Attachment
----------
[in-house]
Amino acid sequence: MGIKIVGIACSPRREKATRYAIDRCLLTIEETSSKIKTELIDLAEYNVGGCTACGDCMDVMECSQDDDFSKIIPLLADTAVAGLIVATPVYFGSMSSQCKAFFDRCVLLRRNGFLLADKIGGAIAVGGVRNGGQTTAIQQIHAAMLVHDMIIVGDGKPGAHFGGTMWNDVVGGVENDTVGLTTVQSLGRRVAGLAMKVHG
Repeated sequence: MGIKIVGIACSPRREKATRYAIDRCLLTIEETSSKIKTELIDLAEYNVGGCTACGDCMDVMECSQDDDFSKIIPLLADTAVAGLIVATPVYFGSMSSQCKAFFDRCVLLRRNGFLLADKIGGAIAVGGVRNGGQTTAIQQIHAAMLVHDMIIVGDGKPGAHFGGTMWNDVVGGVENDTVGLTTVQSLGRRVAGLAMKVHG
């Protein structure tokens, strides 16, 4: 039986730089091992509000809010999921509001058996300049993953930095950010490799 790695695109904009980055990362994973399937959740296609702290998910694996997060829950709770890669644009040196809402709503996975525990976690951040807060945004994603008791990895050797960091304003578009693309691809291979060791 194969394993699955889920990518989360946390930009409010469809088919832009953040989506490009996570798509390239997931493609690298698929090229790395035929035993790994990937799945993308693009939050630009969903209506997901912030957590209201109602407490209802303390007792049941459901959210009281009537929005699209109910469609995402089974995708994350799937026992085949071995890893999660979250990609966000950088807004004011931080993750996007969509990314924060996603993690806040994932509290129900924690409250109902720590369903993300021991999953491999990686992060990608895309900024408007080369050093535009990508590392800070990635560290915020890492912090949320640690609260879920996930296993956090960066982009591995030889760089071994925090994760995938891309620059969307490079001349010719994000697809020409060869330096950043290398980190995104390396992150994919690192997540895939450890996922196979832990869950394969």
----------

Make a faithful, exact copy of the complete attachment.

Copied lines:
[in-house]
Amino acid sequence: MGIKIVGIACSPRREKATRYAIDRCLLTIEETSSKIKTELIDLAEYNVGGCTACGDCMDVMECSQDDDFSKIIPLLADTAVAGLIVATPVYFGSMSSQCKAFFDRCVLLRRNGFLLADKIGGAIAVGGVRNGGQTTAIQQIHAAMLVHDMIIVGDGKPGAHFGGTMWNDVVGGVENDTVGLTTVQSLGRRVAGLAMKVHG
Repeated sequence: MGIKIVGIACSPRREKATRYAIDRCLLTIEETSSKIKTELIDLAEYNVGGCTACGDCMDVMECSQDDDFSKIIPLLADTAVAGLIVATPVYFGSMSSQCKAFFDRCVLLRRNGFLLADKIGGAIAVGGVRNGGQTTAIQQIHAAMLVHDMIIVGDGKPGAHFGGTMWNDVVGGVENDTVGLTTVQSLGRRVAGLAMKVHG
């Protein structure tokens, strides 16, 4: 039986730089091992509000809010999921509001058996300049993953930095950010490799 790695695109904009980055990362994973399937959740296609702290998910694996997060829950709770890669644009040196809402709503996975525990976690951040807060945004994603008791990895050797960091304003578009693309691809291979060791 194969394993699955889920990518989360946390930009409010469809088919832009953040989506490009996570798509390239997931493609690298698929090229790395035929035993790994990937799945993308693009939050630009969903209506997901912030957590209201109602407490209802303390007792049941459901959210009281009537929005699209109910469609995402089974995708994350799937026992085949071995890893999660979250990609966000950088807004004011931080993750996007969509990314924060996603993690806040994932509290129900924690409250109902720590369903993300021991999953491999990686992060990608895309900024408007080369050093535009990508590392800070990635560290915020890492912090949320640690609260879920996930296993956090960066982009591995030889760089071994925090994760995938891309620059969307490079001349010719994000697809020409060869330096950043290398980190995104390396992150994919690192997540895939450890996922196979832990869950394969």